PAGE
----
January 29, 2012

x+པོ་/བོ་/མོ་ཆེ།


x + po/bo/mo che:

The compound “x + po/bo/mo che” has often the meaning “a great x” or “of great x” and it can be abbreviated as “x chen.”

1. rin po che
2. glang po che
3. ri bo che
4. rnga bo che
5. zur po che
6. sdig po che
7. rlabs po che
8. phal po che
9. lam po che
10. ra mo che
11. gal po che
12. khang mo che
13. sgo mo che
14. mthu mo che
15. mda’ mo che
16. sbrang mo che
17. gru bo che
18. sga bo che
19. sgra bo che
20. sna bo che
21. me po che
22. rmad po che
23. rtsal po che
24. gtsigs po che
25. tshan po che
26. dar po che
27. gzugs po che
28. ’ud po che
29. ’od po che
30. yur po che
31. g.yer po che


4 comments:

  1. D, What do you think about the meaning of the zur in the famous name Zur-po-che? I suppose in the case of the personal name, it's just a usage of a clan name, as in Zur-chung-ba, too. But then perhaps the Zur clan's name had a meaning? In Zhang-zhung there is a clear word zur that corresponds to Tibetan brag, 'rock.' Neither it nor the Tibetan word zur ('corner'?) seem to have very much to connect them to Tibeto-Burman. (Actually, some T-B languages *do* have a close word for 'corner' as for instance in Thakali.) The reconstructed proto-form for 'stone' is given in the STEDT as "r-luŋ." Sorry, I'm thinking outloud. Better go do some other stuff now.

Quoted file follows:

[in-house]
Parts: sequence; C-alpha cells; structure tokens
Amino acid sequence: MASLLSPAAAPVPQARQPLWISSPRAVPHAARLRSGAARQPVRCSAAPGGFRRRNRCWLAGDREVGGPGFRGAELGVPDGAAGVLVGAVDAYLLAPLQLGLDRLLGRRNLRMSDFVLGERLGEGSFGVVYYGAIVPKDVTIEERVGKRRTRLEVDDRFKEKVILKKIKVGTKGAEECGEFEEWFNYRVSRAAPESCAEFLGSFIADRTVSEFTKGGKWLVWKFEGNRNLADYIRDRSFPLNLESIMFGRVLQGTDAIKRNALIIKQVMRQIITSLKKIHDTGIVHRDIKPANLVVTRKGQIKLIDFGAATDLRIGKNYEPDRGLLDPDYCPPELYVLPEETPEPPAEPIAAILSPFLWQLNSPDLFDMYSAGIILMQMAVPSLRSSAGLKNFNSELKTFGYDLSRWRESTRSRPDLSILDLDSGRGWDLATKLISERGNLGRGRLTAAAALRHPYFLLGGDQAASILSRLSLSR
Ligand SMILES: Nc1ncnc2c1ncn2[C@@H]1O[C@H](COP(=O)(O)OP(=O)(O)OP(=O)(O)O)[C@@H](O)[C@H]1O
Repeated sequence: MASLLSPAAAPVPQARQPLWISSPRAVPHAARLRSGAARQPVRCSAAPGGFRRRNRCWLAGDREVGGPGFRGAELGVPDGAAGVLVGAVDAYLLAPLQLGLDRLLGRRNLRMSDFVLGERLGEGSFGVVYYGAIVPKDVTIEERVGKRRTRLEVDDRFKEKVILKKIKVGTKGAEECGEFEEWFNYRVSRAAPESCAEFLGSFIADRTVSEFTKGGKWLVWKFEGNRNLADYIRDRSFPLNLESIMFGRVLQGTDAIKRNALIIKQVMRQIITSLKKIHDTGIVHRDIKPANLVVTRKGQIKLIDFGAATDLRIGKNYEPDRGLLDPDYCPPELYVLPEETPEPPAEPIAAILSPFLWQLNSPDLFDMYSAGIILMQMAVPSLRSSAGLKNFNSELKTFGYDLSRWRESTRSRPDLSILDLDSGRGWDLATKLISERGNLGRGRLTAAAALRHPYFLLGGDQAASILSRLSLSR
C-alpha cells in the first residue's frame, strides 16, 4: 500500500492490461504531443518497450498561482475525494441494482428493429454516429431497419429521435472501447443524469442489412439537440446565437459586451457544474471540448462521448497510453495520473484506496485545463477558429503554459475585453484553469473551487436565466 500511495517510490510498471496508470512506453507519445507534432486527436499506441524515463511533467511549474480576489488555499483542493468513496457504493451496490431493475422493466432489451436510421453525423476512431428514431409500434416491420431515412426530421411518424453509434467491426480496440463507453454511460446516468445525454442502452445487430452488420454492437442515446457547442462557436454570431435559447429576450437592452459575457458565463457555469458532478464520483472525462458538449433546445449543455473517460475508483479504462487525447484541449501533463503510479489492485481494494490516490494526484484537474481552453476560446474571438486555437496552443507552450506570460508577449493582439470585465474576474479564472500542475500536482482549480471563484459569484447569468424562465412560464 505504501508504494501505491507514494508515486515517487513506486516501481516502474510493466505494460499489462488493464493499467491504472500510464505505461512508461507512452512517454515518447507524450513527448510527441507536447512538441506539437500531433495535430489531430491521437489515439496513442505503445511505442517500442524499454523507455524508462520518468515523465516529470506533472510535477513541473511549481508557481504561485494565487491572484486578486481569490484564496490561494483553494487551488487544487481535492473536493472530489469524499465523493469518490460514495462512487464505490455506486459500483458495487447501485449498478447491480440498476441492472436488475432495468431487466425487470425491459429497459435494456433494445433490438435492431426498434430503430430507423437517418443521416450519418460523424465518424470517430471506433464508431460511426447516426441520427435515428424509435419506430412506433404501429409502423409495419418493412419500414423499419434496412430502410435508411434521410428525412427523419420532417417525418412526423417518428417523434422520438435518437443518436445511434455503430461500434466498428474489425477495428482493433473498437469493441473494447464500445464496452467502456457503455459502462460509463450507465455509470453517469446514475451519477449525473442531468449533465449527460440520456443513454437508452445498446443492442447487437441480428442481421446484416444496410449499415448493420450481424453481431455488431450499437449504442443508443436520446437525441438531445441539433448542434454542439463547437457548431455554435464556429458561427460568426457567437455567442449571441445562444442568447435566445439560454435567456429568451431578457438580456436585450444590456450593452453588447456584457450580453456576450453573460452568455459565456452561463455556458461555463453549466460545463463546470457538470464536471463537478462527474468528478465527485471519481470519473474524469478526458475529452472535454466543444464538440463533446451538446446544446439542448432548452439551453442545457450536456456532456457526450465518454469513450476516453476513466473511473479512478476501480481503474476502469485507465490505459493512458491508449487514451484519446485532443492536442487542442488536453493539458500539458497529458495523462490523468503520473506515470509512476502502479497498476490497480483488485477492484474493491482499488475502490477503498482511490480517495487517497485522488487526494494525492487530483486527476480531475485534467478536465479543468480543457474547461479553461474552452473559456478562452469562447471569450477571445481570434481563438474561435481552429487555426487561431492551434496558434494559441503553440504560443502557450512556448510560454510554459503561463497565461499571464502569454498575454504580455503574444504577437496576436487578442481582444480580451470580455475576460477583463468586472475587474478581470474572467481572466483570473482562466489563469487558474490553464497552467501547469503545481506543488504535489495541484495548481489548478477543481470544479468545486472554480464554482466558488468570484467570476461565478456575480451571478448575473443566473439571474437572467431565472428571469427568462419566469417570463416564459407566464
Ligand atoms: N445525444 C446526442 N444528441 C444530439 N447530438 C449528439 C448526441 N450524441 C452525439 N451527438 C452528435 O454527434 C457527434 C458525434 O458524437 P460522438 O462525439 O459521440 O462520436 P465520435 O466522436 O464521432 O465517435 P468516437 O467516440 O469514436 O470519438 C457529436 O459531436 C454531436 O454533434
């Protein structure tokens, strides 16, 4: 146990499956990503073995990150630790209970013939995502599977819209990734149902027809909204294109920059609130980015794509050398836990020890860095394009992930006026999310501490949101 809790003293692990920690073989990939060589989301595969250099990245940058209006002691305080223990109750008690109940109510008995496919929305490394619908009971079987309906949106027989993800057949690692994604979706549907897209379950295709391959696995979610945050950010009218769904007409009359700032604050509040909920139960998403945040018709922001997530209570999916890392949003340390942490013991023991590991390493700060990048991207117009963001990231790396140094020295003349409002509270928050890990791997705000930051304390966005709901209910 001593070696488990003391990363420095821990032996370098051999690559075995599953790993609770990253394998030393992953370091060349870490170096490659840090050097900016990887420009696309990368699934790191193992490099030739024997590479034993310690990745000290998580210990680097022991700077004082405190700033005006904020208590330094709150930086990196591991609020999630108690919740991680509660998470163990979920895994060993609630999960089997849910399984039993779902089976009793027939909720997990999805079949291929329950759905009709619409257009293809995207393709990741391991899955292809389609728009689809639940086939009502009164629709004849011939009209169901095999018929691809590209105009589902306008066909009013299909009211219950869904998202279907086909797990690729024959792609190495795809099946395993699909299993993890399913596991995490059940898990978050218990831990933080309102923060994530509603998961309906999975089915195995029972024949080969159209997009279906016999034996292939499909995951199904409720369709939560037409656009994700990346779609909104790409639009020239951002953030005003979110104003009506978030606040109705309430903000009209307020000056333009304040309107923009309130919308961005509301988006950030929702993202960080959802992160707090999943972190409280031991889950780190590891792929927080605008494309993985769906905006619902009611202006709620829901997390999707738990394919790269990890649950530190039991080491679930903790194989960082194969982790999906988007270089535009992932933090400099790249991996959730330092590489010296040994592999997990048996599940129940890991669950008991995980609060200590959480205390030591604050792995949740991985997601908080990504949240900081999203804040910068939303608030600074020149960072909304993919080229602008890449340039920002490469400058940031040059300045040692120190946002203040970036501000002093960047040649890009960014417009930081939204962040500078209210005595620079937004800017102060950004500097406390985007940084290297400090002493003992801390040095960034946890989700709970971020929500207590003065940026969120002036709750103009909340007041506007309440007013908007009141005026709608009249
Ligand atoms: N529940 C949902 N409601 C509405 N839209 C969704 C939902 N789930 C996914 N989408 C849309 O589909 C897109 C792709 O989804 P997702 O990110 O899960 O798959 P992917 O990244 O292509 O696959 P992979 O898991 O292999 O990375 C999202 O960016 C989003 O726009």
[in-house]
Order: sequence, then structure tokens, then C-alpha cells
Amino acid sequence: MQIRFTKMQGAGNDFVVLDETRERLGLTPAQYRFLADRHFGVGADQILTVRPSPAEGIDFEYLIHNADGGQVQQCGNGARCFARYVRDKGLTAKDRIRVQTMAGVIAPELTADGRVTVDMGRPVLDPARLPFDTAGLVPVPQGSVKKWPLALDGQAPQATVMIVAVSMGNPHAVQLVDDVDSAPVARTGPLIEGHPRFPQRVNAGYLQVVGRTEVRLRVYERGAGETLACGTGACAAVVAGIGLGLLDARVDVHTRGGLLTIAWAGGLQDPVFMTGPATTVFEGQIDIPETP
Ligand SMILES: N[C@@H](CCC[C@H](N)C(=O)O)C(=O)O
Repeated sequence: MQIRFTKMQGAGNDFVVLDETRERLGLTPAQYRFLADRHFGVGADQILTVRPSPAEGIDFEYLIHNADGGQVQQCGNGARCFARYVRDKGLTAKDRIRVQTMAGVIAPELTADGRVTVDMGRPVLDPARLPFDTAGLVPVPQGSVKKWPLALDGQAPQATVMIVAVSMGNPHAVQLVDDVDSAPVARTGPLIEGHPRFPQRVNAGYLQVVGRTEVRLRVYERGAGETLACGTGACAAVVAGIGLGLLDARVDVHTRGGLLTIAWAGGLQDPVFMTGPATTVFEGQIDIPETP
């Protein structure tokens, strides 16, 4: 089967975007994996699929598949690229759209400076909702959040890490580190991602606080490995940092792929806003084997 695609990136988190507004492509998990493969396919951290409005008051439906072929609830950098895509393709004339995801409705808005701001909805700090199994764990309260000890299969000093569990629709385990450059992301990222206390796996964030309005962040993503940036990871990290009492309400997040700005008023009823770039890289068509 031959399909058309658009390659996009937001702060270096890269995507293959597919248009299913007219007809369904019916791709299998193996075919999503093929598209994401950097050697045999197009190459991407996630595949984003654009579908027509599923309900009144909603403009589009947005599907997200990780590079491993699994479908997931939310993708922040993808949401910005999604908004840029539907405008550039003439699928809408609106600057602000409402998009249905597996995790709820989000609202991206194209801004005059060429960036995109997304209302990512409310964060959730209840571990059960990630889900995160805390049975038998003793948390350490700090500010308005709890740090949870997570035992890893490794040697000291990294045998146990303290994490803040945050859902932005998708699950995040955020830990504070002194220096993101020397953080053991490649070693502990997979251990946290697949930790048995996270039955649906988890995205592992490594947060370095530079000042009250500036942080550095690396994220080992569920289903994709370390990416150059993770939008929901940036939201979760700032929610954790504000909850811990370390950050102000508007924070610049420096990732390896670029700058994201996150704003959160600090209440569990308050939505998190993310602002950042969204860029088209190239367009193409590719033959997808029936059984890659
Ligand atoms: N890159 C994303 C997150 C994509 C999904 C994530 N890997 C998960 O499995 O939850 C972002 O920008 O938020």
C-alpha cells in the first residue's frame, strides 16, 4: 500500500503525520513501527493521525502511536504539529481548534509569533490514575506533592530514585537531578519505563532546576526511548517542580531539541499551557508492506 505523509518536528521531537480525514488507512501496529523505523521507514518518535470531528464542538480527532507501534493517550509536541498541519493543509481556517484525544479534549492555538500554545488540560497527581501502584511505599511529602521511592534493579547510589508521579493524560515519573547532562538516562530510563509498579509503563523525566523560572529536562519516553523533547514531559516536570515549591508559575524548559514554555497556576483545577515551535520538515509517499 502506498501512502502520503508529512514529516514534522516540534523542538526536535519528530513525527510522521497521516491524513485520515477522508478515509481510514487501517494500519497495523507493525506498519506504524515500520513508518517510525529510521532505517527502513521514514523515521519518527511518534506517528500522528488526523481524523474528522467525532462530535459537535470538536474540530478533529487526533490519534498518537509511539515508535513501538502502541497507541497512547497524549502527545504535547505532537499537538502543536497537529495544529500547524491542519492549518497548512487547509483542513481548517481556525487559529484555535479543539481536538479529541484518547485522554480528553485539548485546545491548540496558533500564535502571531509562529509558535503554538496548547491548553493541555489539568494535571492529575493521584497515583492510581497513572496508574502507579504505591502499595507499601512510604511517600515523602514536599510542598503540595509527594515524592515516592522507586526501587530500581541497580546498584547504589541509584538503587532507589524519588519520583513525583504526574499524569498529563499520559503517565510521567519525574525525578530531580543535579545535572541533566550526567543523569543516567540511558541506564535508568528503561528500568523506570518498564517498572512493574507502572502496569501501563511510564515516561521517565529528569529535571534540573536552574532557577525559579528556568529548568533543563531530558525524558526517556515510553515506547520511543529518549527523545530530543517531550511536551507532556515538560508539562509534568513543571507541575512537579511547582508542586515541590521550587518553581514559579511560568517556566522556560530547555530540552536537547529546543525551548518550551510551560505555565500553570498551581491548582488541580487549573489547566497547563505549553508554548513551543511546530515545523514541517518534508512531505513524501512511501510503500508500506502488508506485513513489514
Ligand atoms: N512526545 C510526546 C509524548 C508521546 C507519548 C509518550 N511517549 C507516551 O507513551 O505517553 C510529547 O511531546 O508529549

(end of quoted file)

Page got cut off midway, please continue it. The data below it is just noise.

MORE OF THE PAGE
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  2. I have never thought of it. (a) I wonder if zur and zor have initially been cognates and in course of time these assumed very distinct meanings. Could it be that Zur (as a clan name) initially did not meant “edge” or “corner” but rather “ridge” or "(rocky mountain) range”? In Tshangs-lha (my mother tongue), too, zur means “edge” and zor “(rocky) ridge.” By the way, "stone" in Tshangs-lha is “lung” (pronounce: loong).

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